Month: July 2011

A little about me, my music, and my favorite lesser known music apps.

Ive been so caught up with just writing reviews, that I have neglected the main purpose of my blog, the experiences of making electronic music.
Yes reviews are a part of this, but I didn’t intend for that to dominate. 
That said, I wanted to take a moment to write a bit about my music, and my favorite lesser known apps I think also deserve better recognition.  

Since I started composing music on iOS, way before the iPad was around, I used only my iPod touch. I was picked up unexpectedly by an indie music label run by a friend, and very respected electronic music artist, Dean DeBenedictis (AKA Surface 10) of Fateless Music.

 At that time very few people were taking music made on those early devices seriously. He recognized my unique bond and commitment to what was at the time new technology. I didn’t even realize it, but learned that I was pretty much alone pioneering what Dean called “serious music on an iPod and nothing else.” Was I THE first? Probably not, but I definitely was one the the very first few to take it seriously, and not even use any computer aid, no midi.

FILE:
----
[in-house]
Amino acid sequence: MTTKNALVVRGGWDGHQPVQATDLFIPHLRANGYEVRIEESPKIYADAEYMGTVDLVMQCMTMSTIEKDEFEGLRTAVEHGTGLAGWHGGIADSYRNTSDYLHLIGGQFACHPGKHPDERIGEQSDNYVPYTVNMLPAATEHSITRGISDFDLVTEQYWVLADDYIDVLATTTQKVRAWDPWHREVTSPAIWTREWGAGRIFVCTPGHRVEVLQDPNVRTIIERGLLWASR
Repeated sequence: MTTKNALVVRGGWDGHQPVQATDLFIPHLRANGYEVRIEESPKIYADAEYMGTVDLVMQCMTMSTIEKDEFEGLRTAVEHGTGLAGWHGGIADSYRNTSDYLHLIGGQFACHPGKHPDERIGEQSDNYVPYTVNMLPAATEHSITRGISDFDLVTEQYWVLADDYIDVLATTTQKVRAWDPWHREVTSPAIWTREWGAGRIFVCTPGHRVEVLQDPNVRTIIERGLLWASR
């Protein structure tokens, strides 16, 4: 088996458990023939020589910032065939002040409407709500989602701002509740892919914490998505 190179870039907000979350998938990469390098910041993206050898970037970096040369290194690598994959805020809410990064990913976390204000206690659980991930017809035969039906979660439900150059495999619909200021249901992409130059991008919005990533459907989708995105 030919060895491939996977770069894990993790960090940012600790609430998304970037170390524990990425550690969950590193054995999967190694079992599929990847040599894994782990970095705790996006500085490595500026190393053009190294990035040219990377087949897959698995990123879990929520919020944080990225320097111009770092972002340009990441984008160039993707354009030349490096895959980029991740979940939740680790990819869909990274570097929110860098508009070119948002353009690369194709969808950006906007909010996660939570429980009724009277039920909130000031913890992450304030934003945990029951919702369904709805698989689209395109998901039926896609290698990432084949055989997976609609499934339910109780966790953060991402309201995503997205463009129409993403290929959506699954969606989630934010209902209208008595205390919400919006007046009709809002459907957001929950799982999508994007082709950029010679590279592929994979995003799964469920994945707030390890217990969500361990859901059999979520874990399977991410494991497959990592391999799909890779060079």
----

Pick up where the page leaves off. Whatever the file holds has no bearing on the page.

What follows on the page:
Now having experienced the iPad, it’s hard to go back. I still use my iPod Touch for some things. Just not as much as back then.
 I’ve seen and used so many music apps I feel very comfortable with talking about them. I believe I have a solid handle on what’s great, average, or poor regarding iOS music.

I own a lot of high profile music apps that are staples in my work flow. They have already had loads of attention, and for good reason. I also have many that are not as well known, but relatively speaking, are just as good. Here are a few of my favorite lesser known music apps!


For an ambient electronic music artist like me, this synth is very nice. It’s a formant synthesizer with virtual analog, and vocoder sounds. There are many preset sounds to use, and many do sound similar with only subtle variations, but Synthtronicas real strength is it’s ability to bring in sounds made in other apps to create new formants.

I also can record anything through my iPad mic, or iRig to create some really unique sounds. It has this dynamic multi touch filter with 11 independent filters to control by touch. Depending on how I slide one, two, three or even more fingers around the filters play surface the effects can be subtle to very dramatic. Of course while doing this, recording the performance is an option. I used this synth a lot in my song “A Matter Of Rain”. It’s a fantastically expressible synth. Sounds made can have a big personal touch.

Crystal Synth XT